Gatty Marine Laboratory

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East Sands beach, St Andrews, viewed from the Gatty Marine Laboratory

The Gatty Marine Laboratory is a science facility located in the coastal town of St Andrews in Fife, Scotland. It is part of the University of St Andrews and home to the Scottish Oceans Institute, an interdisciplinary research institute studying the marine environment, specifically the behaviour, ecology, physiology, population biology and functional genomics of marine organisms. The Gatty Marine Laboratory is known as the place where Richard G. Morris developed the Morris water navigation task in the early 1980s.

History[edit]

The laboratory was paid for by the zoologist Charles Henry Gatty FRS FRSE FLS FGS (1836-1903) during his later life (1892), having to family to leave his fortune to.[1] He paid both for an original timber building (1892)and its permanent stone replacement (1896). Its first Director was William Carmichael McIntosh FRSE. The permanent building was officially opened on 3 October 1896 by Lord Reay, at which point the timber building was abandoned. The building was badly damaged by fire in 1913.[2]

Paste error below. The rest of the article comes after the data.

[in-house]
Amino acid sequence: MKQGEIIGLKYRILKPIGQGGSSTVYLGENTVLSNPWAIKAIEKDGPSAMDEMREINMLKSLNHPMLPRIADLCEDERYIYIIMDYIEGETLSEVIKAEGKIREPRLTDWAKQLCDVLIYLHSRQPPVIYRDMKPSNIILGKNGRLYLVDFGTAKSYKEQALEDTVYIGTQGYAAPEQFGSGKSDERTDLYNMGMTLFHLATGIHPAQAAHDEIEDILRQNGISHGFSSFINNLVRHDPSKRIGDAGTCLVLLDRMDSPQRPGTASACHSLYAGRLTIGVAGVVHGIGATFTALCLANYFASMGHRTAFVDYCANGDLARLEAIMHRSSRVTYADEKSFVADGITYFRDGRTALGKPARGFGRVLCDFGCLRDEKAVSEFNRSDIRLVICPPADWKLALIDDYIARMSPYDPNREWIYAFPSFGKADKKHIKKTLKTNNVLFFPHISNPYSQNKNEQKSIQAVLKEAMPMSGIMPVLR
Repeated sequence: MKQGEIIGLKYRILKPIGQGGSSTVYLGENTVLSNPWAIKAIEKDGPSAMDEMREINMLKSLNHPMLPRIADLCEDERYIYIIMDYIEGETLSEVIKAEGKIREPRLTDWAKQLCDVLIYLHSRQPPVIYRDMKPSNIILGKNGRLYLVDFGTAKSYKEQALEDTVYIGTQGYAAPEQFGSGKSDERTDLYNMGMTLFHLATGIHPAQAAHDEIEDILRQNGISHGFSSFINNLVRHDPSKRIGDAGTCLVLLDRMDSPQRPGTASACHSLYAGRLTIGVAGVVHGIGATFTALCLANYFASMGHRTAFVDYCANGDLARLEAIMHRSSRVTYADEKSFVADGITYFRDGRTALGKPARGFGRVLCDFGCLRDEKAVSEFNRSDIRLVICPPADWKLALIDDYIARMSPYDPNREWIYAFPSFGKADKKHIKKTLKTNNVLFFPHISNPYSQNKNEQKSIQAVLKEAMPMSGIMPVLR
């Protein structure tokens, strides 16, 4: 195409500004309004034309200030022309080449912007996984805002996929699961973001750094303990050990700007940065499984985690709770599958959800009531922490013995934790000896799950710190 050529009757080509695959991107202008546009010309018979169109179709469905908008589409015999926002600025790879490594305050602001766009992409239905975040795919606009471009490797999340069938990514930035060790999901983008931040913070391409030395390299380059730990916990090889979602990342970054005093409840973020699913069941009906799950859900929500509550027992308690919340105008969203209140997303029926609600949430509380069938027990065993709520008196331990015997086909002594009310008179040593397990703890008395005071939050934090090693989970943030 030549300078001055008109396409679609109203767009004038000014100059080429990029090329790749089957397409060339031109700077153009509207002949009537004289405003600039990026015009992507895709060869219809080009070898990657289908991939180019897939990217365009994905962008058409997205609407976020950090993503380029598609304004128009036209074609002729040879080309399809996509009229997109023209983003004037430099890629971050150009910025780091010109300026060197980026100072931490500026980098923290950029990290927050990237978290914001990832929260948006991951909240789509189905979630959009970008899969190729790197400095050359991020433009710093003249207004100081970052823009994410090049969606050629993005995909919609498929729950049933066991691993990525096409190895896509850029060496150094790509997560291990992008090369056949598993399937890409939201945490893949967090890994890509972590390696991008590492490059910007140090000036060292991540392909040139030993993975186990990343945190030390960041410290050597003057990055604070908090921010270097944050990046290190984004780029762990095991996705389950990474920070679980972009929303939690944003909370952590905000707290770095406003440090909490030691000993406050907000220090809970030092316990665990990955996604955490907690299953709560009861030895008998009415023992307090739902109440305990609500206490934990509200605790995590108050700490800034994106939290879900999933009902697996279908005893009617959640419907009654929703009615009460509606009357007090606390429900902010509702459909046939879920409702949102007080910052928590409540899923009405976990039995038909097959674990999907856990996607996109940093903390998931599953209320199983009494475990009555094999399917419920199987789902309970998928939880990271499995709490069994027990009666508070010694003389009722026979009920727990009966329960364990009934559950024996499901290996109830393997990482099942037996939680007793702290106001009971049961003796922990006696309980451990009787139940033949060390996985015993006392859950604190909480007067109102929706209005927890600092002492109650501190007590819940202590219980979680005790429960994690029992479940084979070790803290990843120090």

The Gatty Marine Laboratory has been continuously occupied except for the period between 1931 and the end of World War II. The laboratory has its origins in the government-funded St Andrews Fisheries Laboratory, which was founded in 1884.[3] The first director, Professor William Carmichael McIntosh FRS, conducted pioneering work on the taxonomy of annelids and the early life histories of marine fish over more than 50 years. In 1945-46 the Gatty received an operating budget of £50 and was used as a field station by zoologists and botanists based in the Bute Medical Building in the town centre.

Since 1987, the "Gatty" (as it is informally known) has been a component Research Institute of the School of Biology (although the name and composition of the School has changed several times). The laboratory built up strong research groupings in fish biology and marine ecology and by the early 1990s received the highest number of research grants in marine biology of any UK department. In 1997, a major £4.3 million extension to the building was financed by the University Court. The new building provided a modern lecture theatre and teaching laboratory, and research laboratories for immunological and muscle research. The major part of the new build was occupied by the Natural Environment Research Council (NERC) sponsored Sea Mammal Research Unit, which transferred to the site from Cambridge in 1996.[4]

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